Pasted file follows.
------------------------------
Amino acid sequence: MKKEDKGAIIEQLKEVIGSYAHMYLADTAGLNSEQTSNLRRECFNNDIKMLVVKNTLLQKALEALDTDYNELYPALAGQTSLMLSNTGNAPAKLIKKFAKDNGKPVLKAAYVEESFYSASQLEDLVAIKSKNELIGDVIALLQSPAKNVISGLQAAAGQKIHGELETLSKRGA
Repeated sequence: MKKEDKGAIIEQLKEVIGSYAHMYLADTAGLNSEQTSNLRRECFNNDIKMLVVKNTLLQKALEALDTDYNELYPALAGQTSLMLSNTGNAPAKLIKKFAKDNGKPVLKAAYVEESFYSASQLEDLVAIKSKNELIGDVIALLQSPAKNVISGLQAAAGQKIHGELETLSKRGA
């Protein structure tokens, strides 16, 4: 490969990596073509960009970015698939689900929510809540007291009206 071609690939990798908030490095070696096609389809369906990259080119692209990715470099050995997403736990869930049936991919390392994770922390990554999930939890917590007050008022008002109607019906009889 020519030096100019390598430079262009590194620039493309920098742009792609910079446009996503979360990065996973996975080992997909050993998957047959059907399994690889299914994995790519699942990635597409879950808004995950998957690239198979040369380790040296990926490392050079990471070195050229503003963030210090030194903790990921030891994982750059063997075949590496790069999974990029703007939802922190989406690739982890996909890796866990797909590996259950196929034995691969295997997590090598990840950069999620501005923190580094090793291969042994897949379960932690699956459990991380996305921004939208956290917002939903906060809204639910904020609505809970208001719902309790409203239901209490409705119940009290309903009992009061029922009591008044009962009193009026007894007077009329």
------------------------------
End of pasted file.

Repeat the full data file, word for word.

Amino acid sequence: MKKEDKGAIIEQLKEVIGSYAHMYLADTAGLNSEQTSNLRRECFNNDIKMLVVKNTLLQKALEALDTDYNELYPALAGQTSLMLSNTGNAPAKLIKKFAKDNGKPVLKAAYVEESFYSASQLEDLVAIKSKNELIGDVIALLQSPAKNVISGLQAAAGQKIHGELETLSKRGA
Repeated sequence: MKKEDKGAIIEQLKEVIGSYAHMYLADTAGLNSEQTSNLRRECFNNDIKMLVVKNTLLQKALEALDTDYNELYPALAGQTSLMLSNTGNAPAKLIKKFAKDNGKPVLKAAYVEESFYSASQLEDLVAIKSKNELIGDVIALLQSPAKNVISGLQAAAGQKIHGELETLSKRGA
């Protein structure tokens, strides 16, 4: 490969990596073509960009970015698939689900929510809540007291009206 071609690939990798908030490095070696096609389809369906990259080119692209990715470099050995997403736990869930049936991919390392994770922390990554999930939890917590007050008022008002109607019906009889 020519030096100019390598430079262009590194620039493309920098742009792609910079446009996503979360990065996973996975080992997909050993998957047959059907399994690889299914994995790519699942990635597409879950808004995950998957690239198979040369380790040296990926490392050079990471070195050229503003963030210090030194903790990921030891994982750059063997075949590496790069999974990029703007939802922190989406690739982890996909890796866990797909590996259950196929034995691969295997997590090598990840950069999620501005923190580094090793291969042994897949379960932690699956459990991380996305921004939208956290917002939903906060809204639910904020609505809970208001719902309790409203239901209490409705119940009290309903009992009061029922009591008044009962009193009026007894007077009329």